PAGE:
“Duties on more than 100 vegetable items will be lifted several years after the free trade accord takes effect,” said Minister Hiroshi Moriyama of the Ministry of Agriculture, Forestry and Fisheries at a news conference.
The Ministry reported separately that tariffs on 350 fish and seafood products and about 10 algae products will be eliminated under the agreement including those on sea urchins, octopi and seasoned salmon roes – all popular ingredients in sushi whose current tariffs range from 5-7%
Vietnam, Japan and 10 other Pacific Rim countries reached a broad agreement earlier in October on establishing a free trade bloc covering 40% of the global gross domestic product (GDP) and 30% of trade.
Tokyo had fought to keep tariffs on sensitive agricultural products such as rice during a half decade years of negotiations with the 11 other nations including Vietnam, the US, Chile, Mexico, Peru, Canada, Australia, New Zealand, Singapore, Malaysia and Brunei.
Moriyama dismissed concern over the potential negative impact on farmers from the new trade deal, saying vegetables such as carrots and onions are imported mainly from China, which is not a TPP member, and potatoes cannot be imported in reality due to quarantine restrictions.
“We will take all possible measures” to support farmers who might face competition from cheaper imports, he said.
In the wake of the new trade deal, Prime Minister Shinzo Abe earlier this month pledged to carry out steps to bolster the competitive edge of the country’s agricultural industry, which has been heavily protected until now.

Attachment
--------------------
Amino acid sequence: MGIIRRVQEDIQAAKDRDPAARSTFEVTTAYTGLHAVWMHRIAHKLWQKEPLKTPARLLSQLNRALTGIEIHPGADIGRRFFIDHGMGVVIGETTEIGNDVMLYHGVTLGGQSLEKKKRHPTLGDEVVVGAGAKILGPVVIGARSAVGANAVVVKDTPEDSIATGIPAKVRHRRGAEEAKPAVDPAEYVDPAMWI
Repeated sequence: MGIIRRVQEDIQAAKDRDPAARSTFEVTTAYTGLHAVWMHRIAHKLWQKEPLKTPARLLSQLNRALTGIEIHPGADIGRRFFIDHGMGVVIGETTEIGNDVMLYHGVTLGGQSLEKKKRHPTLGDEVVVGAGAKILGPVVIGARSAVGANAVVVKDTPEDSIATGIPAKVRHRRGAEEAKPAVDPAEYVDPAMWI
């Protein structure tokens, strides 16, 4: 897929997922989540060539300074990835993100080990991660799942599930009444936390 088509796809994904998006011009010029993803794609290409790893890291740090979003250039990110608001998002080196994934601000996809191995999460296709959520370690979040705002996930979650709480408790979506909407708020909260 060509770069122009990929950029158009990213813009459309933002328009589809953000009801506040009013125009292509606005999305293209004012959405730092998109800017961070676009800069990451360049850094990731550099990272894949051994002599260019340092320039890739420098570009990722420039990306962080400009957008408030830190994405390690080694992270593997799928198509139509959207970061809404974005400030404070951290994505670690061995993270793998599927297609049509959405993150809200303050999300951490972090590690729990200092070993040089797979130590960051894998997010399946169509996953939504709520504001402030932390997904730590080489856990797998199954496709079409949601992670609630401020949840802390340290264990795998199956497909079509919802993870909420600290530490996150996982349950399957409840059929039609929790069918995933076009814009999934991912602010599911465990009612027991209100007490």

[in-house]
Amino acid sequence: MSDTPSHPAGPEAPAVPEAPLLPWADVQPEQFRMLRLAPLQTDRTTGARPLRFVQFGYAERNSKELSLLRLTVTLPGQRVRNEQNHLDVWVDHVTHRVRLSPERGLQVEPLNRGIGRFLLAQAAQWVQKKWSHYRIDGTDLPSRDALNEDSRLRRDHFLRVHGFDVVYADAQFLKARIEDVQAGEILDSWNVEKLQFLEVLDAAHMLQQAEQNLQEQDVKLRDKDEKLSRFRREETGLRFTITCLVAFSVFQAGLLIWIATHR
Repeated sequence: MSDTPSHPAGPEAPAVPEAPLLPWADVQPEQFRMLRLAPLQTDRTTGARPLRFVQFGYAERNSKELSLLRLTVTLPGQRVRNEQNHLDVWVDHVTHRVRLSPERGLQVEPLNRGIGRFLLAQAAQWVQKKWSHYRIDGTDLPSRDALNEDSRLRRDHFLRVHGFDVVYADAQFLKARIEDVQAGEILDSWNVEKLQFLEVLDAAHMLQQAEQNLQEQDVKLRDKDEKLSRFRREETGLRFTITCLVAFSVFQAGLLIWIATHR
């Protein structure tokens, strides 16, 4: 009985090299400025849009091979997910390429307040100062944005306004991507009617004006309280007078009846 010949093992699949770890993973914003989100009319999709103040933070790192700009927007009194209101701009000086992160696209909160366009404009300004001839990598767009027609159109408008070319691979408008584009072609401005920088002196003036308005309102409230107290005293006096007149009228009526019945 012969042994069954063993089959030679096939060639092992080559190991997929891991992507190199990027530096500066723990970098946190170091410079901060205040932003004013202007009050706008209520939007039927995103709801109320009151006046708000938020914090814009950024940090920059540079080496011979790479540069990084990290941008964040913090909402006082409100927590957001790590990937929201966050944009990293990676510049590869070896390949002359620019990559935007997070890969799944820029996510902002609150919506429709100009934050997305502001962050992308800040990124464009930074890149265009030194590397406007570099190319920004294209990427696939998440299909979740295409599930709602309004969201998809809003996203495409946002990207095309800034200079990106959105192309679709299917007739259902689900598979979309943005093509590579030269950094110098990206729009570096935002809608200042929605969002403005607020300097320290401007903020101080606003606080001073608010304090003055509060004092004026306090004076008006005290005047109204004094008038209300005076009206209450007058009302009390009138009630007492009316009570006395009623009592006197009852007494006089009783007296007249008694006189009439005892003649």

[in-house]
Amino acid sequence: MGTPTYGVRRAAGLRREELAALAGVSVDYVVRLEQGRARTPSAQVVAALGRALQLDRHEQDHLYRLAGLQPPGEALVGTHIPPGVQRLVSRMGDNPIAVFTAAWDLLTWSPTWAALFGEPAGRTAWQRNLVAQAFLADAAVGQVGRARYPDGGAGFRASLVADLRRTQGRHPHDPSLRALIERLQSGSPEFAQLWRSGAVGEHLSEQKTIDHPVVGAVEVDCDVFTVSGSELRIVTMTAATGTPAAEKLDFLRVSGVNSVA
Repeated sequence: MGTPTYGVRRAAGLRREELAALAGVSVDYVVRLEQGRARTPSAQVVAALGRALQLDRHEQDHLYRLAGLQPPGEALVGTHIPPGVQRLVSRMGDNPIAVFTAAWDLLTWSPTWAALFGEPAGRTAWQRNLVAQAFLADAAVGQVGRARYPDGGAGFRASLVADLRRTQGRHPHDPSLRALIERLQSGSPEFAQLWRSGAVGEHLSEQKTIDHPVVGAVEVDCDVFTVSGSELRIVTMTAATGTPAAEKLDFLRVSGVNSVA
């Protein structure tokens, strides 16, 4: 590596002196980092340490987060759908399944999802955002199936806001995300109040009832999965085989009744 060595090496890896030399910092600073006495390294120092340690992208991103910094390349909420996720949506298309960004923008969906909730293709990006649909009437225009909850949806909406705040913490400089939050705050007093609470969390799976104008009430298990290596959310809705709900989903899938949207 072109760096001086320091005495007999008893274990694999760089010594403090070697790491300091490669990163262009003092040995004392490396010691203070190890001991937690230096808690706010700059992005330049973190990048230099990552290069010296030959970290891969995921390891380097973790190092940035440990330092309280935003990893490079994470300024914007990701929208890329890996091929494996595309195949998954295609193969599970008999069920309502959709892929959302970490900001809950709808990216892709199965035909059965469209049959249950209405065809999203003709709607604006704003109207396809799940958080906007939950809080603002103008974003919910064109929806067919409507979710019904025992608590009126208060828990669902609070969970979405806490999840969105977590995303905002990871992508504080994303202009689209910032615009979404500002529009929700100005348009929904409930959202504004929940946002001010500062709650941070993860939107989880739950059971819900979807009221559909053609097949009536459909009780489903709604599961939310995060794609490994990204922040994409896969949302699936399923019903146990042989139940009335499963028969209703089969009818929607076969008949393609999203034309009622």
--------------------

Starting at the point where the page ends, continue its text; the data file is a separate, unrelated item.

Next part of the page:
The farm ministry has previously said Japan will eliminate tariffs on about half of the 834 agricultural products subject to duties after the TPP takes effect.
Tariffs on bonito and frozen sockeye salmon will be abolished immediately upon the TPP taking effect, while those on mackerel will be removed over a phase in period of 16 years, according to the Ministry.
Meanwhile, Japan’s Ministry of Economy, Trade and Industry has set up a task force to promote measures to help small businesses take advantage of the TPP.
At the first meeting of the team, headed by METI Minister Motoo Hayashi, members agreed to keep the companies well informed about the TPP deal, on which a broad consensus was reached, and start holding briefings for them as early as this month.
The briefings will be held in all 47 prefectures as well as in the other 11 participating countries in the TPP, including Vietnam.
The Japanese government has started briefing local government officials in charge of agriculture and fisheries products as well.
The task force also plans to promote alliances between the farming, commerce and industrial industries to create new businesses in cooperation with the Ministry of Agriculture, Forestry and Fisheries.
As a measure to encourage overseas expansion by small businesses unfamiliar with export procedures, the team will tell them how to draw up their own nontariff or tariff-reduction certificates for their goods required under the TPP pact.